Monday, January 14, 2013

Successful Clearance of Hepatitis C Virus Is Associated with Lower All-Cause Mortality

Successful Clearance of Hepatitis C Virus Is Associated with Lower All-Cause Mortality

Further justification for use of HCV therapies to achieve sustained virologic response

Previous studies suggest that achieving sustained virologic response (SVR) with interferon-based therapy reduces rates of liver failure and liver-related deaths in patients infected with hepatitis C virus (HCV) (JW Gastroenterol Jun 1 2007). To explore whether SVR might also lead to reduction in all-cause mortality — considered the most definitive clinical endpoint — investigators conducted a multinational, long-term cohort study involving 546 consecutive patients who were treated with an interferon-based regimen for advanced fibrosis or cirrhosis. Secondary outcomes were liver failure, liver-related mortality, liver cancer, and transplant. The median follow-up duration was 8.4 years.

Of 530 participants included in analyses (median age, 48; 70% men), 54% had cirrhosis. Thirty-six percent of patients achieved SVR. In comparison with patients who did not achieve SVR, these patients had significantly lower 10-year cumulative rates of all-cause mortality (8.9% vs. 26%) as well as liver-related mortality or transplantation (1.9% vs. 27.4%), liver failure (2.1% vs. 29.9%), and liver cancer incidence (5.1% vs. 21.8%). In multivariate analysis, SVR was independently associated with reduced risk for all-cause mortality (hazard ratio, 0.26; 95% confidence interval, 0.14–0.49) and reduced risk for liver-related mortality or transplantation (HR, 0.06; 95% CI, 0.02–0.19).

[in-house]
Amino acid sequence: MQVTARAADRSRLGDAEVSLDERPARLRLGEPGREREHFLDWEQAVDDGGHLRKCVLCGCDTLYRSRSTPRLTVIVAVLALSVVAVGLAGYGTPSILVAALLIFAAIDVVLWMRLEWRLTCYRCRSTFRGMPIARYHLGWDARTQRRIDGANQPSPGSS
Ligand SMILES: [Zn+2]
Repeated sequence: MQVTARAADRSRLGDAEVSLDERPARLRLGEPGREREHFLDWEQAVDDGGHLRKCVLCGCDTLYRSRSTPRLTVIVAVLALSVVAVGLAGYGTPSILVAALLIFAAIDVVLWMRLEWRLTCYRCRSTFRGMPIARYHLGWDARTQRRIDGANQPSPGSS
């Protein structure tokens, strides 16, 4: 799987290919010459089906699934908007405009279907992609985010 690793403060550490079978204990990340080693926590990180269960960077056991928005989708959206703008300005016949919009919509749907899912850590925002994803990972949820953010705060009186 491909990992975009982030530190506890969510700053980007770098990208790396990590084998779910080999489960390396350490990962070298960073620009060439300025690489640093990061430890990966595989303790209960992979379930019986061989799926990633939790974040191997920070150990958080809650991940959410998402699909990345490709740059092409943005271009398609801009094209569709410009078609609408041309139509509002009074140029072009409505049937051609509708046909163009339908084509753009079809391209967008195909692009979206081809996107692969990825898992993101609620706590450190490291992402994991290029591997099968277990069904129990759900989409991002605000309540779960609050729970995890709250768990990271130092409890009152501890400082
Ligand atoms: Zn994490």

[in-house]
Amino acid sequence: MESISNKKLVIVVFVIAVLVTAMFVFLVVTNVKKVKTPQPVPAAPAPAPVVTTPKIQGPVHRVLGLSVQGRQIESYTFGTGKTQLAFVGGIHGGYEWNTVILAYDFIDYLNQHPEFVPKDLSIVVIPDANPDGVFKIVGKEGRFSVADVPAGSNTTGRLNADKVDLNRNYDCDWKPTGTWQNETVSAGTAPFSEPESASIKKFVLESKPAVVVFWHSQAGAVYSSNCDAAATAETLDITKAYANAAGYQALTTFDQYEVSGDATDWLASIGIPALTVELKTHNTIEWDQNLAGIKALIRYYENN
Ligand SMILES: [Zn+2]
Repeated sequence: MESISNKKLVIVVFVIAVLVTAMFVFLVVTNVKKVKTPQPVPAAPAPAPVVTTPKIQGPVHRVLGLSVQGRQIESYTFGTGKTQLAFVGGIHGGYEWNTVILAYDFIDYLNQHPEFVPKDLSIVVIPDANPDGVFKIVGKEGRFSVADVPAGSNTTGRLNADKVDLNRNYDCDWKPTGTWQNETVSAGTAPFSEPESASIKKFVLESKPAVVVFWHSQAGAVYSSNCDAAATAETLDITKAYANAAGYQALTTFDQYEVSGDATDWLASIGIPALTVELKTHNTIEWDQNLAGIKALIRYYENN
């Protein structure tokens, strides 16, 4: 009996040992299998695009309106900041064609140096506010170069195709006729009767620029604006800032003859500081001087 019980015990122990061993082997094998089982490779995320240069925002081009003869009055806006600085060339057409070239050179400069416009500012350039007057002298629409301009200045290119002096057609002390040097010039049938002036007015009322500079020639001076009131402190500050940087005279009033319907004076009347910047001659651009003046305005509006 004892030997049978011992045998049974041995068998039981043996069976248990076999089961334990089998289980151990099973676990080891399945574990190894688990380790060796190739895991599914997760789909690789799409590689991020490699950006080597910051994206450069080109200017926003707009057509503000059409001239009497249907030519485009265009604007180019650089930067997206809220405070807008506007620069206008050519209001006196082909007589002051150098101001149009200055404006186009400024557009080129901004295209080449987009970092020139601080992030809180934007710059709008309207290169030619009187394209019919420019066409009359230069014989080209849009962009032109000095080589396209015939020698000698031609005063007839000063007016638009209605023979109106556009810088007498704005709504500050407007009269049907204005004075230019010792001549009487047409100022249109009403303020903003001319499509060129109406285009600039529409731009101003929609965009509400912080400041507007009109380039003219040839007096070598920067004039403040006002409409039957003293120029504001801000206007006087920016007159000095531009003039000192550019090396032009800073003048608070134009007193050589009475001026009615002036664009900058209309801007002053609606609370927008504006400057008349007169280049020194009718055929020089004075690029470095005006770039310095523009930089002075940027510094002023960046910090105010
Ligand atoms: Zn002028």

Comment: This study provides compelling evidence that successfully clearing HCV is associated with not only improved liver outcomes, but also lower all-cause mortality. Similar findings have been shown in patients coinfected with HIV and HCV (JAMA 2012; 308:370). Although the study population was limited to patients with advanced fibrosis or cirrhosis, this subset of patients with HCV infection is also the most difficult to treat. These findings demonstrate direct clinical benefits of HCV therapy and justify its use to achieve SVR. Moreover, these benefits were achieved with a low number needed to treat of only seven. With the development of more effective, safer regimens, the clinical benefits of SVR should only be greater in the near future.

Atif Zaman, MD, MPH

Published in Journal Watch Gastroenterology January 11, 2013

van der Meer AJ et al. Association between sustained virological response and all-cause mortality among patients with chronic hepatitis C and advanced hepatic fibrosis. JAMA 2012 Dec 26; 308:2584. (

Medline abstract (Free)


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